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A Better Understanding of NFPA 70E: Part II – Be Vigilant When You Work in These Locations

Jun 19, 2023 | Public | 0 comments


Investigating several aspects of electrical fatalities can help employers move toward further decreasing them. The first thing being investigated in this series is where these fatalities occur. It is common for all employees to interact with electrical equipment during their workday, but it should be uncommon for an employee to be exposed to electrical hazards. However, fatalities have occurred at most work locations. The chart below shows the percentage of electrical fatalities by the workplace location, according to Bureau of Labor Statistics (BLS) data. Unlike other BLS categories, there should not be much overlap when it comes to the location of a fatality, but there is some. I did not separate them out.

I could not find a BLS definition of home as a workplace, but I expect that it includes trades that go to a home to conduct work (HVAC, plumbing, roofing, painting, groundskeeping, etc.) as well as a person working from home. Surprisingly, a home accounts for the most fatalities due to exposure to electricity (32%). An industrial facility is second at 29%. Even though the number of employees working from home increased from 19% in 2019 to 39% in 2020, this does not appear to have skewed the numbers. For example, home as a workplace accounted for 28% of workplace exposure to electricity fatalities in 2011. Home improvement, remodeling, repair, and landscaping businesses are often underregulated. In addition, small companies may be exempt from some OSHA regulations. These could be contributing factors for these home fatalities. These fatalities might also be due to many trades incorrectly considering a home to not be a workplace covered by NFPA 70E®, Standard for Electrical Safety in the Workplace®, or considering household voltage to not be an electrical hazard.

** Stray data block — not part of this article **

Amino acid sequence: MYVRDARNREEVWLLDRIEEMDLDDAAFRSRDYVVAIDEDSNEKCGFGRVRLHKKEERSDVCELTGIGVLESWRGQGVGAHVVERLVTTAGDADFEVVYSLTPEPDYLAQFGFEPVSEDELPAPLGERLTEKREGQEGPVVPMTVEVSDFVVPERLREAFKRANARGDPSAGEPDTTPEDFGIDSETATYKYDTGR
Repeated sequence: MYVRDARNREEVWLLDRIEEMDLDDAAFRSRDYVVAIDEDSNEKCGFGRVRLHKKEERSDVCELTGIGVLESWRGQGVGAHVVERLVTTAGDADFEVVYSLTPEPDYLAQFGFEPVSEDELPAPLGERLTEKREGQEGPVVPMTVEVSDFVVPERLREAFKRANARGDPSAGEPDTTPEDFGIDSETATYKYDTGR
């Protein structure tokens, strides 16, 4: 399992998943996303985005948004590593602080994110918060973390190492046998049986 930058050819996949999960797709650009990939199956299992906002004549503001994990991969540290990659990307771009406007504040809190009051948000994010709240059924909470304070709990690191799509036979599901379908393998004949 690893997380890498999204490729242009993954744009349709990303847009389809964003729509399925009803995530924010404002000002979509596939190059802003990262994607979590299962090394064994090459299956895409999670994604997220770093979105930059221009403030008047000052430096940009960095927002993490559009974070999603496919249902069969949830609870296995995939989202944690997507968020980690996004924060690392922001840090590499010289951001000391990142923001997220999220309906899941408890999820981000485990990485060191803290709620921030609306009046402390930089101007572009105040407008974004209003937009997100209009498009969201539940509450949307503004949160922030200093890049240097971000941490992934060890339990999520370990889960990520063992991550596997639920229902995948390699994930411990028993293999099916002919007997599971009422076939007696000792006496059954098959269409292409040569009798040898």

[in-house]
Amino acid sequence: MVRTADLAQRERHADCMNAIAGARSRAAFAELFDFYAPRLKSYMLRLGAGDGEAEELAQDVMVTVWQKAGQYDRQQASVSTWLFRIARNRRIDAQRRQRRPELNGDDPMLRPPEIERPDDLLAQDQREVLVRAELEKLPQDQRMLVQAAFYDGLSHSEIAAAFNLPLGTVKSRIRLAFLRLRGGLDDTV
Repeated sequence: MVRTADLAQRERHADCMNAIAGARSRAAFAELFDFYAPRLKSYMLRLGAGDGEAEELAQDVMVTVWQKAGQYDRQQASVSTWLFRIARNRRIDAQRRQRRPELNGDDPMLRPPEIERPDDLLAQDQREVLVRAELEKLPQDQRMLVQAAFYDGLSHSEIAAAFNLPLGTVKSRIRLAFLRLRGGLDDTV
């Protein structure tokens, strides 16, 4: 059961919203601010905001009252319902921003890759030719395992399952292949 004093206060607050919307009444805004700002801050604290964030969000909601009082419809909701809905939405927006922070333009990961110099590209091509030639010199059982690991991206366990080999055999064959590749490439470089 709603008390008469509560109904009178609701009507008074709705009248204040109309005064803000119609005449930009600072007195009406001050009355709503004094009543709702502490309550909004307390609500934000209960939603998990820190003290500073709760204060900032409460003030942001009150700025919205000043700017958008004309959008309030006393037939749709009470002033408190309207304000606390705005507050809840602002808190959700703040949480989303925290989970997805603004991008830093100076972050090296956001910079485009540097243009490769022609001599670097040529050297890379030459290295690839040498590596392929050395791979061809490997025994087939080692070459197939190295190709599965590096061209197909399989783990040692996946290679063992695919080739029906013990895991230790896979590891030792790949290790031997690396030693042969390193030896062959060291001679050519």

With all construction occupations accounting for 48% of electrical fatalities, I expected residential (10%) and non-residential construction sites (12%)—road construction being an example of another type of construction site—to account for the most fatalities on this chart. Combined, these two account for 22% of all electrical fatalities which makes them third for fatalities.

The fourth location, streets and highways, was also unexpected. The fatalities (11%) are on par with non-residential construction sites (12%). Public buildings account for 9% of fatalities. Factories and farms are both slightly over 7% of electrical fatalities. Less than 1% of these fatalities occurred in office buildings.

I don’t post these blogs just provide you something to read. These blogs are so that you can adjust the way you think and work. Make sure that you are aware of the electrical hazards when working at any location. Take the steps required in NFPA 70E and your company’s electrical safety program to protect yourself from becoming a fatality. Do not let your guard down if you work at a home for any reason. That nearly one-third of exposure to electricity fatalities occur while working at a home is probably as big of a surprise to you as it was to me.

Important Notice: Any opinion expressed in this column (blog, article) is the opinion of the author and does not necessarily represent the official position of NFPA or its Technical Committees. In addition, this piece is neither intended, nor should it be relied upon, to provide professional consultation or services.

NFPA Today – June 20, 2023

RELATED: Register for a July 11 webinar from NFPA® on enhancing electrical safety in the workplace

The post "A Better Understanding of NFPA 70E: Part II – Be Vigilant When You Work in These Locations" appeared first on NFPA Today Blogs


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